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The Indo Culture

To The Netherlands

Aurelia Hes & Alfred Eduard Abels
1918-1972            1913-1962

 

Both my parents come from Central-Java in Indonesia - my father from Semarang (1913) and my mother from Cheribon - now Cirebon (1918). They married in 1939 in Semarang.

They both were Indo-European.


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1939 - Trouwfoto van AE Abels en A Hes. Wedding photo of AE Abels and A Hes



About 1940 - Vliegveld Andir bij Bandung - Airport Andir near Bandung

Andir, the airport of Bandung, 1938.
On the photo is the grandmother of Charles Vermeulen, the owner of this photo. On his website are splendid pictures and more. http://charlesvermeulen.com/


The War
 

The war

Two years after their marriage, World War Two was in full flow on Central Java. At that time my father worked at the airport "Andir" near Bandung.
He was in action as well as a soldier of the KNIL, the Royal Dutch-Indies Army, but soon he became a prisoner of war in one of the many Japanese war camps.

At the beginning of the war my mother lived at a few different family addresses but soon she also was imprisoned in a Japanese internment camp. Together with her mother and sisters she had to go from one camp to another and finally she ended up in Djakarta.

War Experiences

I don't have much information about the war period from my parents themselves, but when I was eight,
I heard my father talking to someone about his war experiences.
What I heard has made a deep impression and I still remember the pain and anger I felt at that time.
It was an anger towards the Japanese in general because of the horrible things they did
to 'my' father and 'my' mother.


Event
1

The enemy had shot down an amount of people and amongst them was my father. While he laid on the ground heavely injured, the murderers walked over the field to check whether everyone really had been killed. For a long time my father had to play 'dead' and apparently he did it well as he happened to be one of the few survivors.
Event 2

In the 'Jap camp' my father was buried in sand up to his head, with or without other victims. This was for the "amusement" of the enemy who for at least one full day used his head as an urine marker.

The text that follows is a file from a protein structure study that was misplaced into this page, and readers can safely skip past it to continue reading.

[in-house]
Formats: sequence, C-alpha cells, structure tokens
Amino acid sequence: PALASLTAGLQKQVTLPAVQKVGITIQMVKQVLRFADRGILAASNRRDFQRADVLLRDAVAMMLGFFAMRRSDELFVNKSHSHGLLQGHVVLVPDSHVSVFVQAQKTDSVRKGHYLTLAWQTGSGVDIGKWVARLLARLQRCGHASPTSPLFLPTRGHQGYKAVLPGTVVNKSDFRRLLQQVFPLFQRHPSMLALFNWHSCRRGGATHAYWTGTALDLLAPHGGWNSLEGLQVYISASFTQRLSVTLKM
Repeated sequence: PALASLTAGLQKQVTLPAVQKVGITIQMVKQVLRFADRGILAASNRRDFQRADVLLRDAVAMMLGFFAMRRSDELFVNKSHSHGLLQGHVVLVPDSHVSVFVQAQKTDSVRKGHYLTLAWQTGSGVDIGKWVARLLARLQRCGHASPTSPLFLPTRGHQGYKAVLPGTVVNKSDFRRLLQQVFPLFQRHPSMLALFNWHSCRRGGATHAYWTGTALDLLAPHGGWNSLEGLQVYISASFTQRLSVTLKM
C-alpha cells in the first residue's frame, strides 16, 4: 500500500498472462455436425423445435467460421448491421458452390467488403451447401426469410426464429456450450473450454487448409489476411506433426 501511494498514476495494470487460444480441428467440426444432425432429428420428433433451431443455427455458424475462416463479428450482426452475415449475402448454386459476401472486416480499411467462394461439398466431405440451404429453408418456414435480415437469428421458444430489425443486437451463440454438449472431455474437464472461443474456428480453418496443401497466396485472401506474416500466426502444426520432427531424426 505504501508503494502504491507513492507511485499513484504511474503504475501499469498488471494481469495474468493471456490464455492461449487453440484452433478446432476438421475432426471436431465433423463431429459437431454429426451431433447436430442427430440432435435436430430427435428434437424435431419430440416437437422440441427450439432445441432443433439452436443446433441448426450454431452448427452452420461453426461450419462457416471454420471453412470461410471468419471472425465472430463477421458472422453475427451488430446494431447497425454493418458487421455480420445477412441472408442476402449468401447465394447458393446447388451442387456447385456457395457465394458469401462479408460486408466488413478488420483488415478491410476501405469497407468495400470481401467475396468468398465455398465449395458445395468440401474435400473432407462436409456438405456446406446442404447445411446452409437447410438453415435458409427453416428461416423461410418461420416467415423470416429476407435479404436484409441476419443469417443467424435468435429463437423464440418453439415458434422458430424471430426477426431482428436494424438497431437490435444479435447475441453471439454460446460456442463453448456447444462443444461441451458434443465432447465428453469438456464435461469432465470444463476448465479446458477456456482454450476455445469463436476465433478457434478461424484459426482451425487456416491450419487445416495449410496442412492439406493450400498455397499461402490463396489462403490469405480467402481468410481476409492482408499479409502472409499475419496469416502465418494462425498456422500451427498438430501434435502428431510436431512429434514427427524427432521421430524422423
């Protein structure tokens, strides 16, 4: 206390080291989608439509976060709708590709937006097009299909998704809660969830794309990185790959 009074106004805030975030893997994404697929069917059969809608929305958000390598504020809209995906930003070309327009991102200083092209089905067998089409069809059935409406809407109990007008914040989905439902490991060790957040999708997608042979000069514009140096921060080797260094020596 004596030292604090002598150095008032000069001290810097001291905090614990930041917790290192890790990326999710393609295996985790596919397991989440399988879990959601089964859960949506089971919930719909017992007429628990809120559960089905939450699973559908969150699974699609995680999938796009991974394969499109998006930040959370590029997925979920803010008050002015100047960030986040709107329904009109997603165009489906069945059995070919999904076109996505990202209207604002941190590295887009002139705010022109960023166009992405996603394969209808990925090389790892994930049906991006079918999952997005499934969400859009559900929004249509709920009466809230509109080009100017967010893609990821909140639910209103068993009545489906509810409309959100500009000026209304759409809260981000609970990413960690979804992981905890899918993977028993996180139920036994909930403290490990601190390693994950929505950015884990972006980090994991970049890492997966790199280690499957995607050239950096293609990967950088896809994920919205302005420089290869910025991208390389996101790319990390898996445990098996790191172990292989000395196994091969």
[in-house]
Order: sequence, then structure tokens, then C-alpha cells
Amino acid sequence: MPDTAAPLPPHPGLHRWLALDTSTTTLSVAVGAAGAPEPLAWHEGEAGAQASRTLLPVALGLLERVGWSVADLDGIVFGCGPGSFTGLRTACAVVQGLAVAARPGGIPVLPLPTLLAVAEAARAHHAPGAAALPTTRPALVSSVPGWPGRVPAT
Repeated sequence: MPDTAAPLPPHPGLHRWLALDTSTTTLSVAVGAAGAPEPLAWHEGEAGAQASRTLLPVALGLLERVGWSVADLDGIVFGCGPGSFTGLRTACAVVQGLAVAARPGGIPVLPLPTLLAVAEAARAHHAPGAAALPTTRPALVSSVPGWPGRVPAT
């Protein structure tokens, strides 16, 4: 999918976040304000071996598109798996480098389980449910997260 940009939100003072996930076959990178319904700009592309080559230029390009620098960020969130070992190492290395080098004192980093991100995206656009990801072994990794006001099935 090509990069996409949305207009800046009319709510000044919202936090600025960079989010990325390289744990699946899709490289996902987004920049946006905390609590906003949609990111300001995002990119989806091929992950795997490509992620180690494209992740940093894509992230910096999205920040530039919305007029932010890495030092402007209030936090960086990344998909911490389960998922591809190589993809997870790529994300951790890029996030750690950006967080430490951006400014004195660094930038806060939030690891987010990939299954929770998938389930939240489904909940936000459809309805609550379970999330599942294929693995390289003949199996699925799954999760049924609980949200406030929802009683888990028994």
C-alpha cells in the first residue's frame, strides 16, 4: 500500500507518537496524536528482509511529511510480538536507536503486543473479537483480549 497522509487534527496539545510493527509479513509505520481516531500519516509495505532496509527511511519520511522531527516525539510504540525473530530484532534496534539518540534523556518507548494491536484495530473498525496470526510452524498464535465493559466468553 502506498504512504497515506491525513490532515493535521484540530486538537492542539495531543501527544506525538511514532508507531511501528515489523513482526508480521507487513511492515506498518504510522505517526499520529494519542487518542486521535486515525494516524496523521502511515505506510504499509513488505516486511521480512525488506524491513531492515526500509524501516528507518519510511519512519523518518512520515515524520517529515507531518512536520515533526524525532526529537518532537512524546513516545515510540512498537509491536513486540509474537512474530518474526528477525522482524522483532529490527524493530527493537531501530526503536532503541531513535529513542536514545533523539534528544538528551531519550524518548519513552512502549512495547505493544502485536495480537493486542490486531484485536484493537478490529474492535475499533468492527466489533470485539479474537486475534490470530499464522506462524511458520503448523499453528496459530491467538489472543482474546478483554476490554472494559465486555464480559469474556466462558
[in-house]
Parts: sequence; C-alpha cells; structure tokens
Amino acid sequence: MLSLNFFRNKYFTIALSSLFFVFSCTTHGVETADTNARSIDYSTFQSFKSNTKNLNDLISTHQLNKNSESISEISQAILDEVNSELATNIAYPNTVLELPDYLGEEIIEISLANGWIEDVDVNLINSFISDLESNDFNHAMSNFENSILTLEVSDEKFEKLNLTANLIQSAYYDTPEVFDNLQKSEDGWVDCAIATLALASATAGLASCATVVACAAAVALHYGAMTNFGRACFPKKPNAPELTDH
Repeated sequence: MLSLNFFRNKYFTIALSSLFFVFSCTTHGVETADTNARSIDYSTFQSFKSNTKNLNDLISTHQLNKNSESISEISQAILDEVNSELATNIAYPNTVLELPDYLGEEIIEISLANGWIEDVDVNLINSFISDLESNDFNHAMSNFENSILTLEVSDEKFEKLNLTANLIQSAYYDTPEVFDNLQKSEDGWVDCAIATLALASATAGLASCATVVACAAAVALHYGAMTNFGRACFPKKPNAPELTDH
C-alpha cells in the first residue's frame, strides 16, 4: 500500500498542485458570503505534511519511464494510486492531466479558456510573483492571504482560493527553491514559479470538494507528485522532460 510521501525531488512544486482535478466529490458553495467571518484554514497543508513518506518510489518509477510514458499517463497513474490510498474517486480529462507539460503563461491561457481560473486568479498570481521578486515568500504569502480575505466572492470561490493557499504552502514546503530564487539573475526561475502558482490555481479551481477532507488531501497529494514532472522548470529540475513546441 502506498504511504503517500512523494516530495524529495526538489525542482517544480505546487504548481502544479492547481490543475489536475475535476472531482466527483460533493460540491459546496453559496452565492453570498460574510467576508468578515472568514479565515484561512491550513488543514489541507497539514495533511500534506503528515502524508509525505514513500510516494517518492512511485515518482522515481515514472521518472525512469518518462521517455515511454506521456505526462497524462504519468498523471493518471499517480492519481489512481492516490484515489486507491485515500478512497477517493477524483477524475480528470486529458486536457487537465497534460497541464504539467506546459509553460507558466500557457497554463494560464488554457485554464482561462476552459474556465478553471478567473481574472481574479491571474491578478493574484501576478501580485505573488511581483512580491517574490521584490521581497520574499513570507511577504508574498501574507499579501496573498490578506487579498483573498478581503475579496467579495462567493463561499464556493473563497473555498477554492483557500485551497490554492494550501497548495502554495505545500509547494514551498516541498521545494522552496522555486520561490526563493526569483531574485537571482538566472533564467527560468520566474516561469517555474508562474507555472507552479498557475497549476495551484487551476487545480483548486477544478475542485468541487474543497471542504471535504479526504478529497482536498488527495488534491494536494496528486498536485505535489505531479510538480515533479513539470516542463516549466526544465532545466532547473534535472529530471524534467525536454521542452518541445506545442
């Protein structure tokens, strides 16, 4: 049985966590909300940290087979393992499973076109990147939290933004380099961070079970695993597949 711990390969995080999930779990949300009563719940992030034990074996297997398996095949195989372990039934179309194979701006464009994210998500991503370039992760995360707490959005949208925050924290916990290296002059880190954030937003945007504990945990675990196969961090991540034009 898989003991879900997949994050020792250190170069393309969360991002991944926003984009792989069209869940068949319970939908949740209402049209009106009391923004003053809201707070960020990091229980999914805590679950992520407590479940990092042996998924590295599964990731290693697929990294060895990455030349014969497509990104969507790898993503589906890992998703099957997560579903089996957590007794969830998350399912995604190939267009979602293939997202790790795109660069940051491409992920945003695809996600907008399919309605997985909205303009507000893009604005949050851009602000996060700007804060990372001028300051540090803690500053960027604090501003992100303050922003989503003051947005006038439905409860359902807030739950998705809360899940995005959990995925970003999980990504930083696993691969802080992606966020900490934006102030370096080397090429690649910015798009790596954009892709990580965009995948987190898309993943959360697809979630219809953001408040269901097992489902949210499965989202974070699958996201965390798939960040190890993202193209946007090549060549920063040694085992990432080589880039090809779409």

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Semarang 1953. Aurelia, zus Ot en de drie kinderen. Aurelia, Ot and the three children.

Semarang 1953.
From l.to r.: My mother Aurelia, me (Astrid), Hanny, Andrew and a sister of my mother Antonia (or Ot).

Children

Their first two children - firstly daughter Evelien and a year later son Ferdinand - unfortunately died rather soon after being born and the big grief for these two remained fresh because of a few following miscarriages. When my mother was pregnant again in 1948, my parents - as an aunt told us - bought the baby 'for a cent from the devil' and a few months later they indeed got a healthy son, Andrew.
(Why the story about the devil was told, we don't know but as a child we thought it was rather interesting. The aunt who told us this, became Andrew's godmother.
To their great joy daughter Hanny followed in 1951, and in 1953 the family was extended with another daughter, Astrid (undersigned).

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The Passage

Because of random acts of violence and uncertainties in Indonesia my parents too decided to move to a safer environment, that being Holland, heartbreaking though it was.
They had to sell or give away almost all their belongings to pay for the cost of the passage and also because they were only allowed to take a certain amount of luggage with them. In fact all they could take as luggage was one cabin trunk, a little green painted wooden chest of hardly 1.20 metres wide, 0.35 metres tall and 0.50 metres deep.
 

Hutkoffer - Trunk

 

Our cabin trunk, (as shown) serves as storage box now. For me it's of a big value in an emotional respect.